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Failing in paddling as those who are in the sport know only too well is a massive part of whitewater kayaking. It’s a very unique sport that encompasses huge amounts of failing before you can even get close to pulling something new off.

Part of paddling is knowing how to fail in the right environment. Having the right safety on the river is key, when your starting off kayaking, having someone next to you is part of being able to fall upside down and be confident that if things go wrong that you have a back up to take care of you.

So why do we do it?
Is a great question for sure! When we constantly doing something that requires us to hit our head against the wall for long periods of time just to be able to eventually see a very small chip in the wall break free. It’s the immense satisfaction in those occasions where there are small moments of success that are the reason we keep paddling. Kayaking is one of the most challenging activities to start as there is a lot to do with gear and equipment as well as the mental fear of being in a kayak and upside down. However being able to slowly work your way into being confident in your kayak is something which I find leads to great successes. But it’s those huge moments that really drive us to keep paddling. A huge light that turns on each time we reach a goal whether it be nailing a dry line down a rapid or eventually making one of the most major breakthroughs in the sport when you first learn to roll. Whatever level you are at those successes and breakthroughs make all the failing and hard work worthwhile.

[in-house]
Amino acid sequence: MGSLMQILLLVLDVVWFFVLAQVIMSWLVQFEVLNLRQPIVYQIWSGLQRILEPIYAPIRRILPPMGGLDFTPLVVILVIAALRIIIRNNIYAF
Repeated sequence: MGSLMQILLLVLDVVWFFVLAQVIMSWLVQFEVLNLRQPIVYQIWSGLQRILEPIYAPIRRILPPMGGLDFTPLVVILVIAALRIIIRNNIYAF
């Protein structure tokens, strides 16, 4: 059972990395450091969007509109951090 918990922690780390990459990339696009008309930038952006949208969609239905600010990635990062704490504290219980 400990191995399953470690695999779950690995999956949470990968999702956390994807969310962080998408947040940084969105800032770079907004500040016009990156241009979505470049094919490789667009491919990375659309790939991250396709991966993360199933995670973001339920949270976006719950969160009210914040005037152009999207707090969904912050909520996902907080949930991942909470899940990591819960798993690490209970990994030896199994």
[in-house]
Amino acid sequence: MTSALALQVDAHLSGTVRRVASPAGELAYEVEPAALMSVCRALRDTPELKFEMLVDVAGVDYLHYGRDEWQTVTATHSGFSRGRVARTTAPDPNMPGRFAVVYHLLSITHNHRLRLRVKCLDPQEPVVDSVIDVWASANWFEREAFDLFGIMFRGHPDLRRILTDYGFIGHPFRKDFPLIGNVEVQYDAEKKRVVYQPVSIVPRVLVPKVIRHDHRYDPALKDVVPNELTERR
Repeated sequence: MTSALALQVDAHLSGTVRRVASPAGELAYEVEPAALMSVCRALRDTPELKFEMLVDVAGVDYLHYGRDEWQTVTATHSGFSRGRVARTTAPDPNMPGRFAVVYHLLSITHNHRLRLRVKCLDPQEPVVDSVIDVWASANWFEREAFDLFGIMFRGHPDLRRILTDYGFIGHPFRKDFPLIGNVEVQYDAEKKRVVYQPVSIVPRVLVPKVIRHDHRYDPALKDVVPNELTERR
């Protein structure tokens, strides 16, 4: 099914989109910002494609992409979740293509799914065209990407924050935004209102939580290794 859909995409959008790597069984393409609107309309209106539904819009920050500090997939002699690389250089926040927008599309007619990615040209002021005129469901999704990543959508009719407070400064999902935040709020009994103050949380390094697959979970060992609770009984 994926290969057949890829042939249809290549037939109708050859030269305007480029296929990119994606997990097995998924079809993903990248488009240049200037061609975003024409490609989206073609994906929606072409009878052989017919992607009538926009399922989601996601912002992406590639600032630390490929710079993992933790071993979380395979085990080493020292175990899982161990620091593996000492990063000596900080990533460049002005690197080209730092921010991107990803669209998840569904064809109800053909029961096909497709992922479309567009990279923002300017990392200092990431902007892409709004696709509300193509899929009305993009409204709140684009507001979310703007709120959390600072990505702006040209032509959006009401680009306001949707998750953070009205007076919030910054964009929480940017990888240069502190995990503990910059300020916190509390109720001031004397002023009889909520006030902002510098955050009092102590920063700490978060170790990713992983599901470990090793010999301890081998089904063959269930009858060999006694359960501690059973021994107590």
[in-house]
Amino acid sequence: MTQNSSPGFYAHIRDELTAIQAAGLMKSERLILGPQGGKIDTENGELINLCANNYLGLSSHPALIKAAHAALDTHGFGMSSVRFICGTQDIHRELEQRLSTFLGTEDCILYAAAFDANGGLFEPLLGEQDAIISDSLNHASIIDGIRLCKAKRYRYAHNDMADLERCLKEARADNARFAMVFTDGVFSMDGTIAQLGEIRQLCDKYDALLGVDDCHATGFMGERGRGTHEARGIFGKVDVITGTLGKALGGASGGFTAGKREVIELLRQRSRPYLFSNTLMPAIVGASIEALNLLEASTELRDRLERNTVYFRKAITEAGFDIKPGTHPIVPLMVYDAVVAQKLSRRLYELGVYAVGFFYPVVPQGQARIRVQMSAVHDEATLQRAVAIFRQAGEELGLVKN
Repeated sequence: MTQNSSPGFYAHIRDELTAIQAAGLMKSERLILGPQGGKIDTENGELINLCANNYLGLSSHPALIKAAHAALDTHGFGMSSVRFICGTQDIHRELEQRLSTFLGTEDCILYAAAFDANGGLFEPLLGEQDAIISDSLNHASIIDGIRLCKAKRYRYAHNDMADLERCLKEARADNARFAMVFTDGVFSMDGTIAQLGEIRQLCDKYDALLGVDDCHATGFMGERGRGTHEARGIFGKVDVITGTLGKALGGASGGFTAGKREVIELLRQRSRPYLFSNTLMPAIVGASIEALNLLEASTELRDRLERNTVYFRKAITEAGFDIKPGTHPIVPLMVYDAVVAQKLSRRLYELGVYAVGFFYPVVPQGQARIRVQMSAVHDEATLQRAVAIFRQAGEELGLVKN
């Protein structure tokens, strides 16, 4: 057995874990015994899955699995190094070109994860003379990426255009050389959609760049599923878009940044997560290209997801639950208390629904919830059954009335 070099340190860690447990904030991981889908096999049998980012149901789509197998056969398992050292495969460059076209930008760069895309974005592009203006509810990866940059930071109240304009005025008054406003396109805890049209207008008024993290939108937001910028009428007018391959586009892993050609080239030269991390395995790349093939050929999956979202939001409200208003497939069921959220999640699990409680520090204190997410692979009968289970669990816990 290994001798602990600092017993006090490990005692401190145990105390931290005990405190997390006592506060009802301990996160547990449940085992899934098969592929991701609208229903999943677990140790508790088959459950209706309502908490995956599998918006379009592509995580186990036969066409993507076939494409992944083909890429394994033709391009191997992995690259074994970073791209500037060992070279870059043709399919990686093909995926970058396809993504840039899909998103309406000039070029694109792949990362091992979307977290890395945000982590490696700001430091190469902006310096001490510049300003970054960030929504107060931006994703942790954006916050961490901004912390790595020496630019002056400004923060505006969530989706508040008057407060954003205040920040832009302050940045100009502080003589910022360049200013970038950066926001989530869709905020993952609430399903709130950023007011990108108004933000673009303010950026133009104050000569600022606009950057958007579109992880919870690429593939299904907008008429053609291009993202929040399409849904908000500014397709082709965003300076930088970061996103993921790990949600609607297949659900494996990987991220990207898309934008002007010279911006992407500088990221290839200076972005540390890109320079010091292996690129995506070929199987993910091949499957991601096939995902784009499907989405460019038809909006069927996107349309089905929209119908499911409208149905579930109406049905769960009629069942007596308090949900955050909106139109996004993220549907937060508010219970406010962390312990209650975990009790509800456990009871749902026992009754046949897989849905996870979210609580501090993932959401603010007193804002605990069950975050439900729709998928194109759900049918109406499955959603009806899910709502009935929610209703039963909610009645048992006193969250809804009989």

It takes a unique kind of person to constantly work on something that might appear like a very small goal. Unlike rock climbing, where anyone can go into a rock gym and start climbing within a few minutes, kayaking takes a large amount of time patience and effort. You have to have the right frame of mind to be able to pick yourself up after not achieving much over sometimes hours days or weeks.

It is absolutely fine to fail in kayaking however you must take the right precautions to be able to fail in the right environment. Failing especially in playboating is part of the sport, where you might be working towards one move for years. However when that move is unlocked you get a huge amount of joy and satisfaction.

While for creek boater there are often so many rapids which feel like they are impossible to complete and it is totally normal to go and fail on numerous runs before eventually nailing them with style. However no matter your level all paddlers have to understand the risks involved in being on the river and what their limitations are. There are so many boaters that I have seen on the rivers who try to push their limits on very challenging rivers way before they are up to paddling that run. This is what I would say is not good failing and can be dangerous. Know what you are capable of and if you are not sure then pay for a guide to take you down that run. So many kayakers go off and paddle with someone who only kind of knows the river, or is already challenging themselves to be on that run and is not ready to be take responsibility for showing someone else safely down the run. Unfortunately not that many paddlers pay for an instructor or guide to take them down a new run. Really consider the benefit that you will get from paddling with a guide or instructor on a new river that you are not sure of, there are so many fantastic guides out there and it’s easy to organise.

So basically, failing is absolutely fine in paddling and something that we should embrace however as responsible paddlers we need to consider what our limitations are and work within the environment to make sure that we paddle safely.

Hope to see you on the river sometime,